Writing about the newly established American Constitution in a letter to a friend, Benjamin Franklin quipped, “In this world nothing can be said to be certain, except death and taxes.” I would add another certainty to Franklin’s assertation: Donald Conkey’s poor understanding of early American history.
In his most recent opinion piece, Conkey attempts to draw parallels between the grievances Thomas Jefferson outlined in the Declaration of Independence and the imagined “abuses progressives have already implemented on America.” Conkey claims that the 27 objections Jefferson listed against King George III of England in 1776 “are similar to what the Biden administration is attempting to foster off on the American people today.”
Constrained to 400 words, I am unable to correct all the problems in the piece. I would, however, like to highlight one important interpretive error and draw attention to a real connection between Jefferson’s grievances and the present that Conkey seems content to entirely overlook.
Conkey promotes what we professional historians call a “whiggish” interpretation of history. Playing fast and loose with details, these narratives favor invented lessons and neatly contrived morals instead of facts. Conkey’s piece tries to suggest that like much like their colonial ancestors, modern Americans are ruled by tyrant who cares little about individual freedoms. The solution, at least for Conkey, is simple: fight back. “Those that are beginning to fight back are much like those in 1776 who pledged all they had, including their lives,” Conkey explains, “to sign [the Declaration of Independence] and to implement it in 1789 with the implementation of the Constitution.”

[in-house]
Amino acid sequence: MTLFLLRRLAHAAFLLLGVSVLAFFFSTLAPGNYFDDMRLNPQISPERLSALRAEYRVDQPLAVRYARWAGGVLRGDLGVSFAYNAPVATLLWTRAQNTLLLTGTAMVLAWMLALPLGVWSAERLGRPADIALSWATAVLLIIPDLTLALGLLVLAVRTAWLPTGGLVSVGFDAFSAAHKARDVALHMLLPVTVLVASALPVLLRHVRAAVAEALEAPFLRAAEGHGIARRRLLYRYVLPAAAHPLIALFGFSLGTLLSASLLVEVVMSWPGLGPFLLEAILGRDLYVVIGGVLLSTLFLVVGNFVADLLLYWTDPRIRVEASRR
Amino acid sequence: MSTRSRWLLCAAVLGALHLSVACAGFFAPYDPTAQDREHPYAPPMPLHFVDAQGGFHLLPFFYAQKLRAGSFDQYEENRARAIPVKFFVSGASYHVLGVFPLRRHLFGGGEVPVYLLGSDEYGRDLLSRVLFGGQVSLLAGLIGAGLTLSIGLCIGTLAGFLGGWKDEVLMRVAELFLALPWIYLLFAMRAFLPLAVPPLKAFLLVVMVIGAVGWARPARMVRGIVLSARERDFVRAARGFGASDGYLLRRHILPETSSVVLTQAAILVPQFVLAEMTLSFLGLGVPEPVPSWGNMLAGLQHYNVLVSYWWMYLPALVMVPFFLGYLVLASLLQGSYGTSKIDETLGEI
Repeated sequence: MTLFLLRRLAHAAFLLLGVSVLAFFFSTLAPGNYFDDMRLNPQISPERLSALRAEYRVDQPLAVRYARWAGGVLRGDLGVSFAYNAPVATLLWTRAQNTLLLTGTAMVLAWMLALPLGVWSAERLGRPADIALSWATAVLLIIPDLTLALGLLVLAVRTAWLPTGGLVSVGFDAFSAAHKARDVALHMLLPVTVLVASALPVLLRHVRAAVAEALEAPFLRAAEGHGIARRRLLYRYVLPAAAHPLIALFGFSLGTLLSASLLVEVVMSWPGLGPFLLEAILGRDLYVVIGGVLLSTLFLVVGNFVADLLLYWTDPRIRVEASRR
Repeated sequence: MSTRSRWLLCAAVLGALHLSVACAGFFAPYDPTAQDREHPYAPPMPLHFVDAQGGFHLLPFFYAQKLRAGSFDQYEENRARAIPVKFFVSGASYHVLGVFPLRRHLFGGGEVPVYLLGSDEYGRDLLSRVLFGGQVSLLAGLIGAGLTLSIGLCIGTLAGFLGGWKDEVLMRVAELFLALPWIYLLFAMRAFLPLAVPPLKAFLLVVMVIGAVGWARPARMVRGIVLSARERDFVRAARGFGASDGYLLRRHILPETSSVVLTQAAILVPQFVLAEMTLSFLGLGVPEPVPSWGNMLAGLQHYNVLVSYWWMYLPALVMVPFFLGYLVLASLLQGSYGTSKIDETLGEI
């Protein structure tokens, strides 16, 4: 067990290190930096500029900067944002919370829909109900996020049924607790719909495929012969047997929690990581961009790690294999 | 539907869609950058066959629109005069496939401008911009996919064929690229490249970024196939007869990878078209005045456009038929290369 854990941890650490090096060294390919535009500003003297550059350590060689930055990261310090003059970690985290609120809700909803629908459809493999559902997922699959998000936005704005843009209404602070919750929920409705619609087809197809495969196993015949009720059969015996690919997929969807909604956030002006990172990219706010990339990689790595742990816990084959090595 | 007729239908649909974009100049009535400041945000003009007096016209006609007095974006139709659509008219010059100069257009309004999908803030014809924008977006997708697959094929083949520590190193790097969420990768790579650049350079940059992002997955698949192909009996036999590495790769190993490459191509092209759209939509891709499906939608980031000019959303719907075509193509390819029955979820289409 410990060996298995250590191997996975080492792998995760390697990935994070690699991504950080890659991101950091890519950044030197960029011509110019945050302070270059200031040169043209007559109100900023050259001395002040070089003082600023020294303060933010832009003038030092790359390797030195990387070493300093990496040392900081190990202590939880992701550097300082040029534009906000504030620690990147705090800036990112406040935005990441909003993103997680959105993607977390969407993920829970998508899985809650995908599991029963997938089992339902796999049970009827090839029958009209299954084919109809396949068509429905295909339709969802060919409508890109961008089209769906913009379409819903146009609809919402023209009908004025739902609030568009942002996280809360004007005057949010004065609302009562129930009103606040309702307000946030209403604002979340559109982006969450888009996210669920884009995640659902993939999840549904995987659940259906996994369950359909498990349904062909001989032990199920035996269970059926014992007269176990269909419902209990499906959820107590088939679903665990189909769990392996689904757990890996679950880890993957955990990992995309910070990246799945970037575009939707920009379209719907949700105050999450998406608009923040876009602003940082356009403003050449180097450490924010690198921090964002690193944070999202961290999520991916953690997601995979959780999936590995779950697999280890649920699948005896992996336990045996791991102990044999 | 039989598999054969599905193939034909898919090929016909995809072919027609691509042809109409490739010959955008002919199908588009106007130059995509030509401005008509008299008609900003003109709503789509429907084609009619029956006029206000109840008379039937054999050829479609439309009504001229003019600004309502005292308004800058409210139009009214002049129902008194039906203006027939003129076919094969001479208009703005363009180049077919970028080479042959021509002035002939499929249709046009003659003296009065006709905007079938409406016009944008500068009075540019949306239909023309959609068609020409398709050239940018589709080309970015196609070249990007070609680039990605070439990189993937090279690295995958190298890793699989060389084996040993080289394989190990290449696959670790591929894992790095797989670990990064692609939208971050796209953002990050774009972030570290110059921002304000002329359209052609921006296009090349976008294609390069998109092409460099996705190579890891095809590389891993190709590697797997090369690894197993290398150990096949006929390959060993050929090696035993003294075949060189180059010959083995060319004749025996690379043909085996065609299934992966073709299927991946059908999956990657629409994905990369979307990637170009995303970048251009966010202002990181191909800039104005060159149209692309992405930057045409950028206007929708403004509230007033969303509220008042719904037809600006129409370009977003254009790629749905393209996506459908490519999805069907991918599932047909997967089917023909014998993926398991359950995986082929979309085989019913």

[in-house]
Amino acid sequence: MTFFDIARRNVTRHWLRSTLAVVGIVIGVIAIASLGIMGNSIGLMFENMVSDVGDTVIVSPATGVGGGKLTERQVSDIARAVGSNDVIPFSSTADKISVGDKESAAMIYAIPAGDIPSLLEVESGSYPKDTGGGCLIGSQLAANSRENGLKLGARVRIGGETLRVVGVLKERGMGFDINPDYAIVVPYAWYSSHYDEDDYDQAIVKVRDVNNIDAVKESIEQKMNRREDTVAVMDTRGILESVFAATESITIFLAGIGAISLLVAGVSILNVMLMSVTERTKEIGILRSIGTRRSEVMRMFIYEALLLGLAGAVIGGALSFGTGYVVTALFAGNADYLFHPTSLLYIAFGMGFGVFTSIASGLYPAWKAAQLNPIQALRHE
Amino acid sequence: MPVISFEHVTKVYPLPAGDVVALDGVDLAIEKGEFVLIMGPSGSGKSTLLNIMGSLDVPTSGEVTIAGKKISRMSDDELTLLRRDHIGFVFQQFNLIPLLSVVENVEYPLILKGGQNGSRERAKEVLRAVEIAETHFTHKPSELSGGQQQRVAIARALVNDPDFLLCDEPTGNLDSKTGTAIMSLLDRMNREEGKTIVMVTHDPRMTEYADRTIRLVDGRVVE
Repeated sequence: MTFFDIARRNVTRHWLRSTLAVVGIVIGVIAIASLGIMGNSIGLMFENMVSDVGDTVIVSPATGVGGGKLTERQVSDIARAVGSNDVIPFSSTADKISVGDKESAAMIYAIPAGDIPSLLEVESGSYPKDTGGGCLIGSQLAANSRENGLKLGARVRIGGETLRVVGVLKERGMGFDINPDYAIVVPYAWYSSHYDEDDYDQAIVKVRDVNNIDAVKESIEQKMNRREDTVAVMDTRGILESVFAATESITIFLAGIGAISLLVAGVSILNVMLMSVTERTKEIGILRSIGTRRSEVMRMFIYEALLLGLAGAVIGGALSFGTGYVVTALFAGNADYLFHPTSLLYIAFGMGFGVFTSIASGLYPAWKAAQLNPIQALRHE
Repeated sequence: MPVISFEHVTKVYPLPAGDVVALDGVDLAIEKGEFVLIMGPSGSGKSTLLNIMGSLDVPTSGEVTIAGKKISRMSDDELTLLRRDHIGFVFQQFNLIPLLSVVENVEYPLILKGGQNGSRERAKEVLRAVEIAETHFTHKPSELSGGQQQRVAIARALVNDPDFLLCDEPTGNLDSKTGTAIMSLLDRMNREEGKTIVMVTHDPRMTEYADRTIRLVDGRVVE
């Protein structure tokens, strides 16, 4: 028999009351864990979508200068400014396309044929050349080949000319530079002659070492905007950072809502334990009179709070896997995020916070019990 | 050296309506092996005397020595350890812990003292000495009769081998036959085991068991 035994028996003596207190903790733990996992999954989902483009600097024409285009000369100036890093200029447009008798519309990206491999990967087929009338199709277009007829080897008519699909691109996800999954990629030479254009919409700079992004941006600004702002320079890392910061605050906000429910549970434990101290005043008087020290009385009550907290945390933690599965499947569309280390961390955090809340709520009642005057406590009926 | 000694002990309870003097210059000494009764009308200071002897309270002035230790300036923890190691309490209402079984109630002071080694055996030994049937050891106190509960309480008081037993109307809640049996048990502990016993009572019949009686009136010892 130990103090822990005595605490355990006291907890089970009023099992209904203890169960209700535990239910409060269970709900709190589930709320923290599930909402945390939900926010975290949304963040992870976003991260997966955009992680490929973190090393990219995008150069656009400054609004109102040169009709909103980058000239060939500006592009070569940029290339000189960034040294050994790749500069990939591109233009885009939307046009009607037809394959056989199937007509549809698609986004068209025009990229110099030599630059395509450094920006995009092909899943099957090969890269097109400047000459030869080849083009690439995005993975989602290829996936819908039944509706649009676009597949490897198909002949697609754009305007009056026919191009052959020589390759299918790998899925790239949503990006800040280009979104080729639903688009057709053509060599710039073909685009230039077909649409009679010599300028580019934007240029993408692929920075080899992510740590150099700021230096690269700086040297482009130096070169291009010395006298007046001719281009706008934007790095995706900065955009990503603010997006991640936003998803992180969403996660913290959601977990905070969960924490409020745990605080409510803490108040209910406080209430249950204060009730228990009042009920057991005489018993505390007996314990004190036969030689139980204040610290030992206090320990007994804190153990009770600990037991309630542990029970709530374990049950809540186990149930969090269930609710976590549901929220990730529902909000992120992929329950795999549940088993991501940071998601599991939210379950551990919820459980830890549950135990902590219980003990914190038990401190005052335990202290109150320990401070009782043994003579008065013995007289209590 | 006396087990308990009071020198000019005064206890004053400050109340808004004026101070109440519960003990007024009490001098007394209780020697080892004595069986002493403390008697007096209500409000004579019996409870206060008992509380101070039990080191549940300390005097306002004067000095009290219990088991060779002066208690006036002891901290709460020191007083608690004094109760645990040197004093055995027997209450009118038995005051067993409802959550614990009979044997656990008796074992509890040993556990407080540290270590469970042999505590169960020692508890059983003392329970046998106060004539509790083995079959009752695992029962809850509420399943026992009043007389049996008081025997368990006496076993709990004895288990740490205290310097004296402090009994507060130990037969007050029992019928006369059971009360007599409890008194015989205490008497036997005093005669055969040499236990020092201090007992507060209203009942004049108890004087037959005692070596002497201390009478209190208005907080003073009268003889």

The problem with this comparison is that it overlooks important historical complexities. While Conkey wants you to believe that Jefferson’s grievances Declaration of Independence laid the groundwork for the Constitution, and thus helped create this country’s government, this is simply not true. In fact, Jefferson, the author of the Declaration of Independence, was in Paris when Constitutional Convention met in Philadelphia and strongly objected to many aspects of the new Constitution. These complexities matter. The Declaration of Independence is an important document, but it had little bearing on the creation of the American government and even less on the way it functions today.
If there is a connection between the Jefferson’s declaration and the present, it can be found in the last abuse he listed. Jefferson charged that George III had “excited domestic insurrections amongst us.” It does not take much imagination to see real a connection between Jefferson’s grievance from 1776 and the Trump-inspired storming of the Capitol on January 6. If there was a tyrant, it was certainly Trump.